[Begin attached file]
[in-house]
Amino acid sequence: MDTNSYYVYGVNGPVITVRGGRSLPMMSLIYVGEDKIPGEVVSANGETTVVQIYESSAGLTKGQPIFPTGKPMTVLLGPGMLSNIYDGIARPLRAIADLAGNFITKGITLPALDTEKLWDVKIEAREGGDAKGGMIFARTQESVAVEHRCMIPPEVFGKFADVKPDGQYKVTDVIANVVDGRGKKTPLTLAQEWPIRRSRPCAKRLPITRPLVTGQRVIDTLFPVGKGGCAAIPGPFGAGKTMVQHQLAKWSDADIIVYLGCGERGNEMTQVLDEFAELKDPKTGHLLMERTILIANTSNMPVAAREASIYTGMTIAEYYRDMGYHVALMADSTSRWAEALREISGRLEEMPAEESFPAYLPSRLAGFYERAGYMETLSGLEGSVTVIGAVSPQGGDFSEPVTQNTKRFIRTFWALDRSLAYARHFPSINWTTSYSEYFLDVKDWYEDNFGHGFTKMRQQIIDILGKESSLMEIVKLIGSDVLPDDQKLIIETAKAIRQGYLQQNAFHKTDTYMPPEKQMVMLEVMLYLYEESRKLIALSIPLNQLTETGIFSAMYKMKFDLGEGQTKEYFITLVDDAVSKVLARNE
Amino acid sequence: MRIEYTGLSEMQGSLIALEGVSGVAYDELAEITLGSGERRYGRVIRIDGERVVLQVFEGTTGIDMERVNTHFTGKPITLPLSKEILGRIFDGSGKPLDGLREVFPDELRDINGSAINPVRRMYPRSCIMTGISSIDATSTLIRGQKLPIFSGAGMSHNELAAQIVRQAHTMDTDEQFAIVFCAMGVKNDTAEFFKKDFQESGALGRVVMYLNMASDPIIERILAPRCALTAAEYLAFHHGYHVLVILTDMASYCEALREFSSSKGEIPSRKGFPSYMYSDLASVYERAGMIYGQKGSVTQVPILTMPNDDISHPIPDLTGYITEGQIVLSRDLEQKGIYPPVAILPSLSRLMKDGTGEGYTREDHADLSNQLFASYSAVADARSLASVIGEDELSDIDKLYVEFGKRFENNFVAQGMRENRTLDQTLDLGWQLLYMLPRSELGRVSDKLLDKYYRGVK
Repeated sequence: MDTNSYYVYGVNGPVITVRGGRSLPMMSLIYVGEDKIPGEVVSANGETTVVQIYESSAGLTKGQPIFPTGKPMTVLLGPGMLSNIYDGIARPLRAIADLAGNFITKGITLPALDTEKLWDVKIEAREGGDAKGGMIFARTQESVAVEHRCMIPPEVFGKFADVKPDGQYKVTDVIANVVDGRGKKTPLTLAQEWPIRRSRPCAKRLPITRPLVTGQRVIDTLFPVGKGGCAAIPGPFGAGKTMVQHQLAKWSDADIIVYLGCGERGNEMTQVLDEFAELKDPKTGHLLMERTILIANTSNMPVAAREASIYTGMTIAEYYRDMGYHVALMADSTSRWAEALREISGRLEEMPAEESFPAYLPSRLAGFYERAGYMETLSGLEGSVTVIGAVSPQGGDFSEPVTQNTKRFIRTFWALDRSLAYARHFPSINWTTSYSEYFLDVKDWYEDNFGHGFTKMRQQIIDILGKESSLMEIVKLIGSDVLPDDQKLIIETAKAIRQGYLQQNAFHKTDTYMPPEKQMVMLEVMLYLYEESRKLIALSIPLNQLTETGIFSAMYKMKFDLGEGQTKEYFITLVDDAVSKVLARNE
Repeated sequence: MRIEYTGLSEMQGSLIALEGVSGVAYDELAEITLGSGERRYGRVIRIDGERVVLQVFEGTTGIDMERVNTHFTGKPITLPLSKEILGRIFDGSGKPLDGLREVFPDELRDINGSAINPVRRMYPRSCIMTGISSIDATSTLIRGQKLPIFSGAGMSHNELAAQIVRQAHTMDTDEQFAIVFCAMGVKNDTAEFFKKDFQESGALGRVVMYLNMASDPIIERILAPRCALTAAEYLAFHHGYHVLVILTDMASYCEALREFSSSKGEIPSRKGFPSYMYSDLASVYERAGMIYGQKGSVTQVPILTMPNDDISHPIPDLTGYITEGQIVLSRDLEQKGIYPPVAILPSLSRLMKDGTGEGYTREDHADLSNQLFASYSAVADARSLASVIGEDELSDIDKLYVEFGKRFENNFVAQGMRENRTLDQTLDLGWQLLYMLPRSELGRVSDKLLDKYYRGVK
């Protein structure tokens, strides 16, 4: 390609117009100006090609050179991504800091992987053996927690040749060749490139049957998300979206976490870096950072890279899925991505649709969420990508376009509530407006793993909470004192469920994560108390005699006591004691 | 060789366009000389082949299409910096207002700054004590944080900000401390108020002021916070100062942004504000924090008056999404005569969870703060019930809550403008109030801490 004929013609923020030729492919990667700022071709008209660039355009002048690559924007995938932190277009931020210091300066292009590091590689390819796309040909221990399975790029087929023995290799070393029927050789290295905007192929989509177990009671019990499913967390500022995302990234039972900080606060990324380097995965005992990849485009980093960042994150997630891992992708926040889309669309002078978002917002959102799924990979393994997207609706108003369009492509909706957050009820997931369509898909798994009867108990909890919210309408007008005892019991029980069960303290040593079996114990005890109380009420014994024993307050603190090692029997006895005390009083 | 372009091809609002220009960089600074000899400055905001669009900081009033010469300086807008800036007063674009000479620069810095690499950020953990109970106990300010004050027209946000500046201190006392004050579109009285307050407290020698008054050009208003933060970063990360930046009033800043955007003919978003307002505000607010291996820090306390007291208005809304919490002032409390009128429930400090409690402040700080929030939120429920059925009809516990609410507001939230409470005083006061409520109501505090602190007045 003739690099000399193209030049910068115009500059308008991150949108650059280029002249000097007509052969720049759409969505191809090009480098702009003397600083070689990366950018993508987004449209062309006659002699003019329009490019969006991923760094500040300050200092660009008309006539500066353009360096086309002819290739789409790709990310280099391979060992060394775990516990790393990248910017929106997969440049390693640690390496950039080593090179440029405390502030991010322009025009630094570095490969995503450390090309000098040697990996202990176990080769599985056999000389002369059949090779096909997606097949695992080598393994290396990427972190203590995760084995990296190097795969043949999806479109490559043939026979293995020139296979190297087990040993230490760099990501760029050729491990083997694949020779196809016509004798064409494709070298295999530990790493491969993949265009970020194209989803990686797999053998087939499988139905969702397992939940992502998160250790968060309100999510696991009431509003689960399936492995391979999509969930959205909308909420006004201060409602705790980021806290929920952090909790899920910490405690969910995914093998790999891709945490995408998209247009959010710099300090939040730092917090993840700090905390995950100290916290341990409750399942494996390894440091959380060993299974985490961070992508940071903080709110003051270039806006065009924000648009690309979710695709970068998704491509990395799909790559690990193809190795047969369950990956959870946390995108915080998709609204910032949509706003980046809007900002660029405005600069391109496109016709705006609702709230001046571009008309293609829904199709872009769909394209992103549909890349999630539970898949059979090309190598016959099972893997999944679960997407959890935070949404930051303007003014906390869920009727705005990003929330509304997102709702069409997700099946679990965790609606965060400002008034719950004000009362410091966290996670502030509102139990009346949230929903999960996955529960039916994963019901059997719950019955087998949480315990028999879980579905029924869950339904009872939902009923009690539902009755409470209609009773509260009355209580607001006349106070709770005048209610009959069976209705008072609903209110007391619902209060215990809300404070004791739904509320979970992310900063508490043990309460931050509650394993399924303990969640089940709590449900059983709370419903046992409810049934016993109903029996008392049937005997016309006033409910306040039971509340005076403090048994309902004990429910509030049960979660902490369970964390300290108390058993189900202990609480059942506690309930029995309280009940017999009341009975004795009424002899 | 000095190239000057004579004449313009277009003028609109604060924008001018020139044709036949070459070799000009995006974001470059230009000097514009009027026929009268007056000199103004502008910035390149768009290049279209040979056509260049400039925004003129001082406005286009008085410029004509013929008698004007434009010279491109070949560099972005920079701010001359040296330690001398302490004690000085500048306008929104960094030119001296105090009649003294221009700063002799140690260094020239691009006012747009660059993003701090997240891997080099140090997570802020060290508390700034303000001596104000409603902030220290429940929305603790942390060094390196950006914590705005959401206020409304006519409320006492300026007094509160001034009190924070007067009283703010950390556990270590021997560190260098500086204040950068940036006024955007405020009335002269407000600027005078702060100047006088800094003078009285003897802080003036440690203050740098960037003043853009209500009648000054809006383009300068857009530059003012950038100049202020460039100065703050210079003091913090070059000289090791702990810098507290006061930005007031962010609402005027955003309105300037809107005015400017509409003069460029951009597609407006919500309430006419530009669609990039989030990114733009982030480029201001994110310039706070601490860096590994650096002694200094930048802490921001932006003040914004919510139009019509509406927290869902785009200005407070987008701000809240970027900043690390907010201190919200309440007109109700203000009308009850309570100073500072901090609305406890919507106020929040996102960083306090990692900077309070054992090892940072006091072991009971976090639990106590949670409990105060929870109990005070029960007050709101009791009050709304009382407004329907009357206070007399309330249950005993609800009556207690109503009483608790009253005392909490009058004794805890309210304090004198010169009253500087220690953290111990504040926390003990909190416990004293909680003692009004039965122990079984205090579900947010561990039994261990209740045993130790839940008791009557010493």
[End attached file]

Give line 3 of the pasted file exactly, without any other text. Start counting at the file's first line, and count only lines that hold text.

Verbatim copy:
Amino acid sequence: MRIEYTGLSEMQGSLIALEGVSGVAYDELAEITLGSGERRYGRVIRIDGERVVLQVFEGTTGIDMERVNTHFTGKPITLPLSKEILGRIFDGSGKPLDGLREVFPDELRDINGSAINPVRRMYPRSCIMTGISSIDATSTLIRGQKLPIFSGAGMSHNELAAQIVRQAHTMDTDEQFAIVFCAMGVKNDTAEFFKKDFQESGALGRVVMYLNMASDPIIERILAPRCALTAAEYLAFHHGYHVLVILTDMASYCEALREFSSSKGEIPSRKGFPSYMYSDLASVYERAGMIYGQKGSVTQVPILTMPNDDISHPIPDLTGYITEGQIVLSRDLEQKGIYPPVAILPSLSRLMKDGTGEGYTREDHADLSNQLFASYSAVADARSLASVIGEDELSDIDKLYVEFGKRFENNFVAQGMRENRTLDQTLDLGWQLLYMLPRSELGRVSDKLLDKYYRGVK